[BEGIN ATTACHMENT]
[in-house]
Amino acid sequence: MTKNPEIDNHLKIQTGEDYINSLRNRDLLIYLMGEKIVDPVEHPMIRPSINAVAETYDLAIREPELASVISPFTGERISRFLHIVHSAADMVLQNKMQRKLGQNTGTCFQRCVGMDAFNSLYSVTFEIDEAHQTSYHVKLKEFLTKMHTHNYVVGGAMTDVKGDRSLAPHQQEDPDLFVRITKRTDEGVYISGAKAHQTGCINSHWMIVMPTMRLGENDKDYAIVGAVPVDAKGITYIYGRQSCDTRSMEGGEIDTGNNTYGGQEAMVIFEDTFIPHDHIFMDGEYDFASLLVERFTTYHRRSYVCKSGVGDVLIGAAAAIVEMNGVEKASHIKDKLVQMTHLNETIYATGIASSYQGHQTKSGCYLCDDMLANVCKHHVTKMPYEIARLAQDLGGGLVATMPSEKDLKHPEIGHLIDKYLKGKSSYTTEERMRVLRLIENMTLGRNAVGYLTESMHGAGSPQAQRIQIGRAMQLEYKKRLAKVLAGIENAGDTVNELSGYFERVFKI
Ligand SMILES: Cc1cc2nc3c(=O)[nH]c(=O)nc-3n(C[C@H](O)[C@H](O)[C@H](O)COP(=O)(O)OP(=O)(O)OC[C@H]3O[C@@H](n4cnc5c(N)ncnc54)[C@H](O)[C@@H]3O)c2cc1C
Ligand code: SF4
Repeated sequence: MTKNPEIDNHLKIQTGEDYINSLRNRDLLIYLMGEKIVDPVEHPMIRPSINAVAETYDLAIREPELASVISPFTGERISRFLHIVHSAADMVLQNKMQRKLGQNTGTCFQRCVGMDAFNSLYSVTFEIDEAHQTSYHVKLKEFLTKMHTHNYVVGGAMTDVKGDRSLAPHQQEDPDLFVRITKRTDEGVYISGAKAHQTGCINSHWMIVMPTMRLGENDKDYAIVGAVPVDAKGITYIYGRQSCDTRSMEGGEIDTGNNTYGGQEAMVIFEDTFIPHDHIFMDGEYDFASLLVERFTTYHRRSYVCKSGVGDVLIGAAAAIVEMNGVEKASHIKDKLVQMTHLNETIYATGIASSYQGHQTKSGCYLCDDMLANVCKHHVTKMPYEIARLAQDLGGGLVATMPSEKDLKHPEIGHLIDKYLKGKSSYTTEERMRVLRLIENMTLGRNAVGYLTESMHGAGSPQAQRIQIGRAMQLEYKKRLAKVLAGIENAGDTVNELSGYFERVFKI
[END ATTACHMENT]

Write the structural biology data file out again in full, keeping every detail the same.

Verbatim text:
[in-house]
Amino acid sequence: MTKNPEIDNHLKIQTGEDYINSLRNRDLLIYLMGEKIVDPVEHPMIRPSINAVAETYDLAIREPELASVISPFTGERISRFLHIVHSAADMVLQNKMQRKLGQNTGTCFQRCVGMDAFNSLYSVTFEIDEAHQTSYHVKLKEFLTKMHTHNYVVGGAMTDVKGDRSLAPHQQEDPDLFVRITKRTDEGVYISGAKAHQTGCINSHWMIVMPTMRLGENDKDYAIVGAVPVDAKGITYIYGRQSCDTRSMEGGEIDTGNNTYGGQEAMVIFEDTFIPHDHIFMDGEYDFASLLVERFTTYHRRSYVCKSGVGDVLIGAAAAIVEMNGVEKASHIKDKLVQMTHLNETIYATGIASSYQGHQTKSGCYLCDDMLANVCKHHVTKMPYEIARLAQDLGGGLVATMPSEKDLKHPEIGHLIDKYLKGKSSYTTEERMRVLRLIENMTLGRNAVGYLTESMHGAGSPQAQRIQIGRAMQLEYKKRLAKVLAGIENAGDTVNELSGYFERVFKI
Ligand SMILES: Cc1cc2nc3c(=O)[nH]c(=O)nc-3n(C[C@H](O)[C@H](O)[C@H](O)COP(=O)(O)OP(=O)(O)OC[C@H]3O[C@@H](n4cnc5c(N)ncnc54)[C@H](O)[C@@H]3O)c2cc1C
Ligand code: SF4
Repeated sequence: MTKNPEIDNHLKIQTGEDYINSLRNRDLLIYLMGEKIVDPVEHPMIRPSINAVAETYDLAIREPELASVISPFTGERISRFLHIVHSAADMVLQNKMQRKLGQNTGTCFQRCVGMDAFNSLYSVTFEIDEAHQTSYHVKLKEFLTKMHTHNYVVGGAMTDVKGDRSLAPHQQEDPDLFVRITKRTDEGVYISGAKAHQTGCINSHWMIVMPTMRLGENDKDYAIVGAVPVDAKGITYIYGRQSCDTRSMEGGEIDTGNNTYGGQEAMVIFEDTFIPHDHIFMDGEYDFASLLVERFTTYHRRSYVCKSGVGDVLIGAAAAIVEMNGVEKASHIKDKLVQMTHLNETIYATGIASSYQGHQTKSGCYLCDDMLANVCKHHVTKMPYEIARLAQDLGGGLVATMPSEKDLKHPEIGHLIDKYLKGKSSYTTEERMRVLRLIENMTLGRNAVGYLTESMHGAGSPQAQRIQIGRAMQLEYKKRLAKVLAGIENAGDTVNELSGYFERVFKI